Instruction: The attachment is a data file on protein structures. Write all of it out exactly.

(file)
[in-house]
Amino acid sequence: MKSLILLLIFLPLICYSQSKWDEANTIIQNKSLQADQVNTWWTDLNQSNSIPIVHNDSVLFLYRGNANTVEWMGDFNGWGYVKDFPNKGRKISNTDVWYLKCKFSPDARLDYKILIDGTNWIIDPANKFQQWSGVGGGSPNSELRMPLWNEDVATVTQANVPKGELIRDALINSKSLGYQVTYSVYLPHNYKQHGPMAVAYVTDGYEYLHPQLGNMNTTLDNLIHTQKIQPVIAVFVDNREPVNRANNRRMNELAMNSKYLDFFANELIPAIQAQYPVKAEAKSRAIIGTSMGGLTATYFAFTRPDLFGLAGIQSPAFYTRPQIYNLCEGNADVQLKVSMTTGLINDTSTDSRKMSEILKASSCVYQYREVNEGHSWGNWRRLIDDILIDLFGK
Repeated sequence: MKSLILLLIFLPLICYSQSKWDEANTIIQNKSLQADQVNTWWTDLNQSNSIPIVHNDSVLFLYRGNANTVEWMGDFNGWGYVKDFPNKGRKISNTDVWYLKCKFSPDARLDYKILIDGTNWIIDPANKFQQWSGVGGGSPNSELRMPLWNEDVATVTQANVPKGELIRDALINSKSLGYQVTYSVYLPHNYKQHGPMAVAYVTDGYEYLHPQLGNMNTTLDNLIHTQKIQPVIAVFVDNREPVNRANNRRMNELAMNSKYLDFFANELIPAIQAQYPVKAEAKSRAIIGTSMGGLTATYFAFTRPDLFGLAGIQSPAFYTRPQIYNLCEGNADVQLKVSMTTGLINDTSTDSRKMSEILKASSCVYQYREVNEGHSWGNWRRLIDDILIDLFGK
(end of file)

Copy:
[in-house]
Amino acid sequence: MKSLILLLIFLPLICYSQSKWDEANTIIQNKSLQADQVNTWWTDLNQSNSIPIVHNDSVLFLYRGNANTVEWMGDFNGWGYVKDFPNKGRKISNTDVWYLKCKFSPDARLDYKILIDGTNWIIDPANKFQQWSGVGGGSPNSELRMPLWNEDVATVTQANVPKGELIRDALINSKSLGYQVTYSVYLPHNYKQHGPMAVAYVTDGYEYLHPQLGNMNTTLDNLIHTQKIQPVIAVFVDNREPVNRANNRRMNELAMNSKYLDFFANELIPAIQAQYPVKAEAKSRAIIGTSMGGLTATYFAFTRPDLFGLAGIQSPAFYTRPQIYNLCEGNADVQLKVSMTTGLINDTSTDSRKMSEILKASSCVYQYREVNEGHSWGNWRRLIDDILIDLFGK
Repeated sequence: MKSLILLLIFLPLICYSQSKWDEANTIIQNKSLQADQVNTWWTDLNQSNSIPIVHNDSVLFLYRGNANTVEWMGDFNGWGYVKDFPNKGRKISNTDVWYLKCKFSPDARLDYKILIDGTNWIIDPANKFQQWSGVGGGSPNSELRMPLWNEDVATVTQANVPKGELIRDALINSKSLGYQVTYSVYLPHNYKQHGPMAVAYVTDGYEYLHPQLGNMNTTLDNLIHTQKIQPVIAVFVDNREPVNRANNRRMNELAMNSKYLDFFANELIPAIQAQYPVKAEAKSRAIIGTSMGGLTATYFAFTRPDLFGLAGIQSPAFYTRPQIYNLCEGNADVQLKVSMTTGLINDTSTDSRKMSEILKASSCVYQYREVNEGHSWGNWRRLIDDILIDLFGK